than in the extension of credit . . . pursuant to Section 13(3) of the Federal Reserve

Act. The statute requires the Board and the Federal Reserve Bank to act together

in order to make a loan.” Appellee’s Brief at 27. Yet, nowhere does the statute

require any such “coordination” between the two entities. In its entirety, Section

13(3) states:

In unusual and exigent circumstances, the Federal Reserve Board


[Board of Governors of the Federal Reserve System], by the
affirmative vote of not less than five members, may authorize any
Federal reserve bank, during such periods as the said board may
determine, at rates established in accordance with the provisions of
section 14, subdivision (d) of this Act [12 USCS § 357], to discount
for any participant in any program or facility with broad-based
eligibility, notes, drafts, and bills of exchange when such notes, drafts,
and bills of exchange are indorsed or otherwise secured to the
satisfaction of the Federal reserve bank: Provided, That before
discounting any such note, draft, or bill of exchange, the Federal
reserve bank shall obtain evidence that such participant in any
program or facility with broad-based eligibility is unable to secure
adequate credit accommodations from other banking institutions. All
such discounts for any participant in any program or facility with
broad-based eligibility shall be subject to such limitations, restrictions,
and regulations as the Federal Reserve Board [Board of Governors of
the Federal Reserve System] may prescribe.
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12 U.S.C. § 343(A). The statute has two clearly delineated aspects. It grants

authority to the Board to authorize any Federal Reserve bank to discount notes,

drafts, and bills of exchange in unusual and exigent circumstances. It also requires

that, before a Federal Reserve bank may extend credit authorized by the Board, the

Federal Reserve bank must obtain evidence that the recipient is unable to secure

adequate credit accommodations from other banking institutions. It does not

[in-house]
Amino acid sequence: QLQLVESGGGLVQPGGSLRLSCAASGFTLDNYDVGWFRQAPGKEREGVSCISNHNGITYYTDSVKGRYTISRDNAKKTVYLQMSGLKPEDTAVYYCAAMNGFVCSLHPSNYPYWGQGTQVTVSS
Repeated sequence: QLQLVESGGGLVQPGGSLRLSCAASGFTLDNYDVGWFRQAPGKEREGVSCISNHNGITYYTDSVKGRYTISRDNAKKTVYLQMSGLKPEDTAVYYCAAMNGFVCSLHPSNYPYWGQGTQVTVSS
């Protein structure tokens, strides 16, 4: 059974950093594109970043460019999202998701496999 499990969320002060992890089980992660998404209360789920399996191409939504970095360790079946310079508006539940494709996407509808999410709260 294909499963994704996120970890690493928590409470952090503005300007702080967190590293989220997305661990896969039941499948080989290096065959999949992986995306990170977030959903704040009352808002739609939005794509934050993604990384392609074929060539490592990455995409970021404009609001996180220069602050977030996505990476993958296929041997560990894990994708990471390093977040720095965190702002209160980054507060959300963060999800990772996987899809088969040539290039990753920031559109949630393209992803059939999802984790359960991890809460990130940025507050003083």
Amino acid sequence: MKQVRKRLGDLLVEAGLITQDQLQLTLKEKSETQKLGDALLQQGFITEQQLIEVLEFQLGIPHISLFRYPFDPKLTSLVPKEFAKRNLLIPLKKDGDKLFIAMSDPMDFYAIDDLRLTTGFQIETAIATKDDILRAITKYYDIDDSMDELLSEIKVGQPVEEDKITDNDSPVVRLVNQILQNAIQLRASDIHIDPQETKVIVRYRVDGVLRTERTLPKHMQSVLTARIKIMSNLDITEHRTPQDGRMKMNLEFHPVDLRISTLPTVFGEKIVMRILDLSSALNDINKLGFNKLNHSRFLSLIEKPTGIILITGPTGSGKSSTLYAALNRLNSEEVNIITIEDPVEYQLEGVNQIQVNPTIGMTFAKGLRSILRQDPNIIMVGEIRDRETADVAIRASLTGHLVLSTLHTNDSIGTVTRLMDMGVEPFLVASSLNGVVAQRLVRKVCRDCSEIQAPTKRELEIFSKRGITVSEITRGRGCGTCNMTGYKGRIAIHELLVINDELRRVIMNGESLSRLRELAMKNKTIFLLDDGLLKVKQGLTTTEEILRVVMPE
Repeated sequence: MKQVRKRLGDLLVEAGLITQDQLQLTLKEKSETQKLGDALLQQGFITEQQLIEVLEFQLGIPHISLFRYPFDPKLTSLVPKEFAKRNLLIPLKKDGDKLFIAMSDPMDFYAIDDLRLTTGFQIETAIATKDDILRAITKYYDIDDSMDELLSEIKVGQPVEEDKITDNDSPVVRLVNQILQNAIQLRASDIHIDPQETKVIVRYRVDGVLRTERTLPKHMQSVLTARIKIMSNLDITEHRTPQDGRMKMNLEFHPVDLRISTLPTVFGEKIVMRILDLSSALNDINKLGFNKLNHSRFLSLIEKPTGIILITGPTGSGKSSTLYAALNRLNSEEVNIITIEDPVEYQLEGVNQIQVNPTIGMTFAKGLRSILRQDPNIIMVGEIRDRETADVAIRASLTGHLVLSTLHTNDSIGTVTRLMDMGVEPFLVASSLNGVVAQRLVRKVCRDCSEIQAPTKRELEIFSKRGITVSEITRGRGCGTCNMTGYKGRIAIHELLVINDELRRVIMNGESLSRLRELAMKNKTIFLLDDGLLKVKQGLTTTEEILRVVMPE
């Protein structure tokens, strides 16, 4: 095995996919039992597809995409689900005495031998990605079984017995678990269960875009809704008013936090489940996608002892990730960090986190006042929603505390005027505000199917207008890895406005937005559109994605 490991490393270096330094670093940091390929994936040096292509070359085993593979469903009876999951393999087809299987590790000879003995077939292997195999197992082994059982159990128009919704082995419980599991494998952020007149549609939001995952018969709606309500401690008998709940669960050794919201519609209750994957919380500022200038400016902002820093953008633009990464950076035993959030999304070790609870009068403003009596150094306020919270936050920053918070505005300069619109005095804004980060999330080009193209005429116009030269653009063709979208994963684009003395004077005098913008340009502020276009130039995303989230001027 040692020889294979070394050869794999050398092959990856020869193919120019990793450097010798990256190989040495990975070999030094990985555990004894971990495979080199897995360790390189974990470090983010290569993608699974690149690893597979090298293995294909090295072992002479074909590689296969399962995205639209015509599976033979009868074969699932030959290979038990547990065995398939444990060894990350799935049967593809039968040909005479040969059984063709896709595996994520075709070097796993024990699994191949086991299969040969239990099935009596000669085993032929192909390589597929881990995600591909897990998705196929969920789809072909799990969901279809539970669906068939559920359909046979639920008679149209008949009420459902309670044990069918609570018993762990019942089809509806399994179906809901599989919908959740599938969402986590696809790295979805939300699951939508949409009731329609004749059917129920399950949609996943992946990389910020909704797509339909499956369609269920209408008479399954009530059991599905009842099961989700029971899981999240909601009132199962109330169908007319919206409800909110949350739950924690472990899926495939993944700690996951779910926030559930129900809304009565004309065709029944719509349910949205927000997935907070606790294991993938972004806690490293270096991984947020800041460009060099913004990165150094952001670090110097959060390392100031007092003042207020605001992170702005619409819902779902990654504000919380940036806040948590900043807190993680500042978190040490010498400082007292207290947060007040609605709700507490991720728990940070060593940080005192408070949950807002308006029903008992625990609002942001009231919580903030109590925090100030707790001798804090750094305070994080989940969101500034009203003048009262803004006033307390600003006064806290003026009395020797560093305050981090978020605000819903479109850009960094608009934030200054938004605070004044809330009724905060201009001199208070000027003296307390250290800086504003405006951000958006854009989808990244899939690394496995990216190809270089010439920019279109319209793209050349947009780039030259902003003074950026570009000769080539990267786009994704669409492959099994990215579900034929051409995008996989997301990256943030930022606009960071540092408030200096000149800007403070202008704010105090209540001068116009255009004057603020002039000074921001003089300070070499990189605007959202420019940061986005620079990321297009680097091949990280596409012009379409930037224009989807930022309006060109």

require coordination, even if coordination may occur or is desirable.

Finally, and as demonstrated in McKinley’s opening brief, because the

Board failed to demonstrate that the FRBNY’s interests are identical to those of the

Board, the FRBNY cannot be deemed a government “consultant” for purposes of

Exemption 5’s deliberative process privilege. Department of the Interior v.

Klamath Water Users Protective Assoc., 532 U.S. 1 (2001). The Board attempts to

skirt around this issue by making the argument that, because the FRBNY

ultimately decided to extend emergency credit to JPMorgan under Section 13(3),

the interests of FRBNY and the Board must have been the same. That, quite

simply, is not the proper analysis under well-established precedent. The

appearance in hindsight that interests may have been similar does not demonstrate

that the interests were, in fact, the same. Instead, the law requires that, for the

“consultant corollary” to apply, the third party or non-governmental agency which

the government agency consulted must have “no individual interests to promote in
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their submissions” to the agency. National Institute, 512 F.3d at 683.

Consequently, for the FRBNY’s communications with the Board to be protected

under the “consultant corollary,” the FRBNY’s interests could not be any different

from those of the Board. The Board has not presented any evidence to demonstrate

that the FRBNY “had no individual interests to promote,” and Section 13(3)

clearly shows that the Board and the FRBNY obviously had different statutory